The Challenge for People with Disabilities
by Joanne Cosenza
In 1977, Arlene Wong was involved in an automobile accident that activated multiple sclerosis. From her wheelchair, she co-founded the Paratransit Coordinating Council of San Francisco and, starting with a budget of $15,000, was able to get vans for wheelchair users. She has continually waged a struggle for funding, elevating the budget to its current $8.5 million. On February 1, ramped taxis will become available in San Francisco to augment existing lift vans. Last year the Executive Director of the President's Committee on Employment of People with Disabilities, was denied boarding on one of the largest airlines in one of the nation's largest airports. Rick Douglas was told he wouldn't be allowed to board United's commuter flight from Washington, D.C. to Allentown, Pennsylvania unless he could walk up the stairs unassisted. He literally crawled up the stairs on his backside (he has multiple sclerosis and cannot walk), so that he could take the flight to give a speech on the Americans with Disabilities Act, the law that created a national disability policy. Because of the enormous outcry at this injustice, the airline's rules have been changed.
Fundraising efforts by many organizations such as the Muscular Dystrophy Foundation, the Multiple Sclerosis Society and others have become mainstream businesses run by CEOs making huge salaries and, although a great deal of money goes into the causes and research of mobility diseases, very little actually reaches the individuals most in need of services. People wait in vain for the miracle cure that the doctors are sure they will find soon, but in the meantime many lives are wasted because the resources necessary for attaining goals are out of reach.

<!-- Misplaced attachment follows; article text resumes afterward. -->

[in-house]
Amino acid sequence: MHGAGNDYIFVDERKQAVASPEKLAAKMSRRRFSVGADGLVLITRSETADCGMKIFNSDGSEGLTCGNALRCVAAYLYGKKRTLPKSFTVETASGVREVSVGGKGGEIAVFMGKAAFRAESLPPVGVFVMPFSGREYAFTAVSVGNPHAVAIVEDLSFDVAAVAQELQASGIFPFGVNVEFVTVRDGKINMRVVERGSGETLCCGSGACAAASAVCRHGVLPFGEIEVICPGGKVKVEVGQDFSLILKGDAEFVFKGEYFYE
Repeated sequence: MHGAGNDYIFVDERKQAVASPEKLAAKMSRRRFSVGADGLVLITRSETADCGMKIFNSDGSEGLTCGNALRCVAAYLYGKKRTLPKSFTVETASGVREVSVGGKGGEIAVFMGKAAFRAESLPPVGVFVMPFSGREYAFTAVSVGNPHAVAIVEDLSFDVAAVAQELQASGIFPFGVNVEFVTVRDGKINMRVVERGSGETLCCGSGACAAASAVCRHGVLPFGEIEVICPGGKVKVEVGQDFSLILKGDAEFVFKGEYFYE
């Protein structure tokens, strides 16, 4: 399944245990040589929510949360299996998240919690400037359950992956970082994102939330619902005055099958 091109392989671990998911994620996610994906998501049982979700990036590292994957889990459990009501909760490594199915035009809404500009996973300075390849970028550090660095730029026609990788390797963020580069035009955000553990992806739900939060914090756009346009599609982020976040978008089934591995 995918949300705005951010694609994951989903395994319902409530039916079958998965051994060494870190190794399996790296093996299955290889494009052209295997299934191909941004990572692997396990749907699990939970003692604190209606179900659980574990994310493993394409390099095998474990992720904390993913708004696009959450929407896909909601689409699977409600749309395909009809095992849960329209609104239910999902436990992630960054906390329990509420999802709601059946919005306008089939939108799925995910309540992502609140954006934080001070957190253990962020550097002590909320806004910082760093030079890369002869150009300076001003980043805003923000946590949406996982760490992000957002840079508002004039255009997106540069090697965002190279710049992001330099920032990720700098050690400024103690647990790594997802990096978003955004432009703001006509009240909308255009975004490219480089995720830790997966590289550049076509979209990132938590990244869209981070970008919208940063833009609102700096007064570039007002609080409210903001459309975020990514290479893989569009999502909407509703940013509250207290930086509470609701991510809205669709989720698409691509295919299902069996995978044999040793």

Fortunately, through networking and the expansion of computer bulletin boards and community support groups, the momentum is growing for an activist grassroots disability-rights movement. There are also some individuals who have managed to transcend their physical challenges by redirecting their energies. I first met Angelina Hekking when I heard she was teaching Karate to people with disabilities - she has had multiple sclerosis since age 21 and, after many discouraging years found that she could improve her walking by doing another form of martial arts, Tai Chi. She is a great inspiration, as well as an accomplished photographer and teacher. The accompanying photograph is from her book, "Seeds of Light, Images of Healing," an autobiographical book of self portraits.
There are endless possibilities for people with disabilities as long as we can clear the obstacles from our paths. In Angelina's words, "I want to do it all!"
|Published in In Motion Magazine October 21, 1995.
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